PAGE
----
Classes were larger because more students were studying more subjects, yet many students need the extra support available in the smaller traditional A-level groups as they make the transition from GCSE to the much tougher A-level standard.

Even before Christmas, students were pleading with their teachers to be allowed to drop subjects. Stories of distraught teenagers working 60-hour weeks going under with stress and depression began to trickle out early in the new year.

At the same time, there were problems with the vocational courses. Nine out of 10 of the students sitting the first modules in some subjects in January failed. All six modules of these new courses were examined at the same level as a traditional A-level and this meant that students taking the vocational qualifications were being examined at full A-level standard only one term into their course.

Vocational students have traditionally had weaker GCSE grades than students taking academic courses. The irony was that they were being given a harder time than AS-level students, whose first modular exams were not set at full A-level standard to break them into the system gently.

The exam boards blamed the schools for putting the candidates in too early for modules that didn't need to be examined until the second year of the sixth form. The schools thought they were applying the system properly and were furious at being blamed.

By now, many teachers were buckling under the enormous pressure of bringing in a new system with what they felt was inadequate preparation, information and resources.

Students were complaining that their teachers were giving them too much material to study, but the teachers wanted to be prepared for all eventualities. They had no past exam papers to work from. Most hadn't had sight of sample exam papers and they didn't know what a good sample essay looked like because there wasn't one.

The key skills courses were also causing huge headaches of their own. Most independent schools were not bothering with them, but the state schools were shoe-horning them into overcrowded timetables; failure rates were high.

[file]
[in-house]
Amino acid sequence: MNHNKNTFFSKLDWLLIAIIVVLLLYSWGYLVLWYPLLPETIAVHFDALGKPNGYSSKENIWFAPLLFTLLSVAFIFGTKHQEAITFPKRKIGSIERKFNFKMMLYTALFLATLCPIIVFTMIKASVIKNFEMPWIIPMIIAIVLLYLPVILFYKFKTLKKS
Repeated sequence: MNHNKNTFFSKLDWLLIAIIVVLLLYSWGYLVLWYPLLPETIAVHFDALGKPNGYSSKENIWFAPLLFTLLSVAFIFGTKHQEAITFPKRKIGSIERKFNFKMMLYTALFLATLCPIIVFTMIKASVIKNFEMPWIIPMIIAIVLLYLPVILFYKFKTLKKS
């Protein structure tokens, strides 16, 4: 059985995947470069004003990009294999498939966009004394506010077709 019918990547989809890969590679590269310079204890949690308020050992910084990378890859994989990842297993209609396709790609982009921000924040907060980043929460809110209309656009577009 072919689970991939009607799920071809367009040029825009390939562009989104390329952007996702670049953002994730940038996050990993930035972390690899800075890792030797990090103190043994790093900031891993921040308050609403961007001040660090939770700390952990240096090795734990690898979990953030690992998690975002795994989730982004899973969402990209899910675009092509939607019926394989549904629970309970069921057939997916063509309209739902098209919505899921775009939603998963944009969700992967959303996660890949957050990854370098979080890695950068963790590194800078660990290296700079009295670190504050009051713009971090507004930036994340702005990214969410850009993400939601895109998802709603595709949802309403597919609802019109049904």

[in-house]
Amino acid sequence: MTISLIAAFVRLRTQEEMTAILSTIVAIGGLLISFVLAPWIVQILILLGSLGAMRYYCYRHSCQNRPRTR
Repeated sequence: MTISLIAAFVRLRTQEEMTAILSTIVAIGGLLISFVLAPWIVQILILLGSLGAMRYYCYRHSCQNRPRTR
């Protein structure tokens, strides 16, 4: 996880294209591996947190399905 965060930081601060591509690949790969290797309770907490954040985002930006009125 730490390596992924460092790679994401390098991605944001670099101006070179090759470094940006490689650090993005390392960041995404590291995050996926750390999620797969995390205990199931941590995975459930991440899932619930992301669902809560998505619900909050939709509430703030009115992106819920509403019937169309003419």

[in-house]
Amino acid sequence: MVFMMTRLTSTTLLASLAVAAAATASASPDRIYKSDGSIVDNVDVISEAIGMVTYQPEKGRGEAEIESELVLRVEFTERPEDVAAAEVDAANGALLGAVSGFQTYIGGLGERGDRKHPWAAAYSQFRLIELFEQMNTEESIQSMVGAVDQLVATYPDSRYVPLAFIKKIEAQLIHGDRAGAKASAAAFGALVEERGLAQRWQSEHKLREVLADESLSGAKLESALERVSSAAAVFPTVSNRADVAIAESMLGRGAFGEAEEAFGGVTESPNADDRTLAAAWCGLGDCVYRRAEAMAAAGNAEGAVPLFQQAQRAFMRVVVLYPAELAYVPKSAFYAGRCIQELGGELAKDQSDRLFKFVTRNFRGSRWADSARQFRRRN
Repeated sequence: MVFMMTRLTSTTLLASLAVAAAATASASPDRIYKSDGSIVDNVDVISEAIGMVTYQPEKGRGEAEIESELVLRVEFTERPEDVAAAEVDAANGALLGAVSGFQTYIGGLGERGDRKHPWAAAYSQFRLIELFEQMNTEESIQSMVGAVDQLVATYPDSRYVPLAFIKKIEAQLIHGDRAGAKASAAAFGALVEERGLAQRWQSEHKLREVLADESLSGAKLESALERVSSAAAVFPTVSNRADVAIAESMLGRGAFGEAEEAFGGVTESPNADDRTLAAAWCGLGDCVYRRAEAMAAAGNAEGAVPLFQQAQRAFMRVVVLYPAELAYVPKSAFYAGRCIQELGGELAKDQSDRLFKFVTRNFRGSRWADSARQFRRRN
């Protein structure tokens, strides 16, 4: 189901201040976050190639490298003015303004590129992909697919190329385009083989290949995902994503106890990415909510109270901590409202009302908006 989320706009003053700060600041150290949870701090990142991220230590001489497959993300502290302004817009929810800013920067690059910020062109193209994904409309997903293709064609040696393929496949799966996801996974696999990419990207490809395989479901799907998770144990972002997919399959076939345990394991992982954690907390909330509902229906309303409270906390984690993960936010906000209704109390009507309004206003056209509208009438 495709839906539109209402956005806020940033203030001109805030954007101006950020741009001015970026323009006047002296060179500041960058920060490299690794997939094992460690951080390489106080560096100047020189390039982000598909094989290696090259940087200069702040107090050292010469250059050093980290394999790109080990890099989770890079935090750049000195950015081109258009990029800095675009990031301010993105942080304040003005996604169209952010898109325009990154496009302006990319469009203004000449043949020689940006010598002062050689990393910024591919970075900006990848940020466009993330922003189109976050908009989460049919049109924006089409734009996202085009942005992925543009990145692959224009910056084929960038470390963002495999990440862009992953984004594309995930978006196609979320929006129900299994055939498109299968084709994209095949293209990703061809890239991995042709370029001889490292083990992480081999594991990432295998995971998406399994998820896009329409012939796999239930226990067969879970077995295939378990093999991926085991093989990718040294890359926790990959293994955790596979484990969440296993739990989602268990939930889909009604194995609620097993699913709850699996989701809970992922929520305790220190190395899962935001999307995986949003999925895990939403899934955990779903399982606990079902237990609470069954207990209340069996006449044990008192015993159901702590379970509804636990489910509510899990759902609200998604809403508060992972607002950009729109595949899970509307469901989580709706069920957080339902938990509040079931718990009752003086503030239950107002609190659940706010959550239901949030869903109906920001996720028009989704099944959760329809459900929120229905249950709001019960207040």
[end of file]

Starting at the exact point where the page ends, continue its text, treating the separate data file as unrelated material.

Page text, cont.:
There was a cultural casualty too. The lower-sixth year has traditionally been a year in which students were able to do other things but work. They could direct the school play, produce the school magazine, do Duke of Edinburgh awards and have time over to think about their chosen subjects.

This was possible because there were no exams on the horizon. Certainly some students regarded it as a doss year, but at its best it was an opportunity for students to concentrate on some personal development.

Many schools have seen enriching activities for the lower-sixth fall by the wayside due to pressure of AS deadlines. Some have been unable to do something as basic as field a sports team for that year group. Out-of-school activities, such as music lessons, pursued individually by students, have also lost out.

The A-level system did need an overhaul. It was designed for a post-war world where it was used to select a chosen few for a small group of homogenous universities. The broadening of the academic diet for sixth formers is accepted, by most, as essential, and Estelle Morris was at pains to point out that broader sixth-form studies are not going to be sacrificed.

Whether the reforms she has set in train will be enough to deliver broadening, without breaking the backs of students, remains to be seen.

Comments